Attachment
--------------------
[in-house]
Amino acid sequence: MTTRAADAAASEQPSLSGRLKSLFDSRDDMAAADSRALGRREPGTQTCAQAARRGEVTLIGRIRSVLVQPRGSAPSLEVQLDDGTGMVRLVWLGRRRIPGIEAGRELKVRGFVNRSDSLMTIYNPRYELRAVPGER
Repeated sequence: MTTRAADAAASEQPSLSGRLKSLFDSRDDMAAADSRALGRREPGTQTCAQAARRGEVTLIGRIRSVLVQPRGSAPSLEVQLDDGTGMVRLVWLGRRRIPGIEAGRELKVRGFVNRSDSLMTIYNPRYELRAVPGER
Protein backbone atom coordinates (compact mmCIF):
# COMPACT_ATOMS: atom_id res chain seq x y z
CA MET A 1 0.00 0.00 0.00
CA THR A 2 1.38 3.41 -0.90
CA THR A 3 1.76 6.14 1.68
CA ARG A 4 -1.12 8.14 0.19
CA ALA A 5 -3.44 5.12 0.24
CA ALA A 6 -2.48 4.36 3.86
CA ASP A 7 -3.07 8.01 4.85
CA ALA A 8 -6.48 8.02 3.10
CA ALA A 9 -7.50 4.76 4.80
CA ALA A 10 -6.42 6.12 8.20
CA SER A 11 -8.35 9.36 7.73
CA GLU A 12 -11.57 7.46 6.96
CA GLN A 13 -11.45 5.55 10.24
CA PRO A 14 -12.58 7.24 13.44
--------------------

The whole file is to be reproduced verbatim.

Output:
[in-house]
Amino acid sequence: MTTRAADAAASEQPSLSGRLKSLFDSRDDMAAADSRALGRREPGTQTCAQAARRGEVTLIGRIRSVLVQPRGSAPSLEVQLDDGTGMVRLVWLGRRRIPGIEAGRELKVRGFVNRSDSLMTIYNPRYELRAVPGER
Repeated sequence: MTTRAADAAASEQPSLSGRLKSLFDSRDDMAAADSRALGRREPGTQTCAQAARRGEVTLIGRIRSVLVQPRGSAPSLEVQLDDGTGMVRLVWLGRRRIPGIEAGRELKVRGFVNRSDSLMTIYNPRYELRAVPGER
Protein backbone atom coordinates (compact mmCIF):
# COMPACT_ATOMS: atom_id res chain seq x y z
CA MET A 1 0.00 0.00 0.00
CA THR A 2 1.38 3.41 -0.90
CA THR A 3 1.76 6.14 1.68
CA ARG A 4 -1.12 8.14 0.19
CA ALA A 5 -3.44 5.12 0.24
CA ALA A 6 -2.48 4.36 3.86
CA ASP A 7 -3.07 8.01 4.85
CA ALA A 8 -6.48 8.02 3.10
CA ALA A 9 -7.50 4.76 4.80
CA ALA A 10 -6.42 6.12 8.20
CA SER A 11 -8.35 9.36 7.73
CA GLU A 12 -11.57 7.46 6.96
CA GLN A 13 -11.45 5.55 10.24
CA PRO A 14 -12.58 7.24 13.44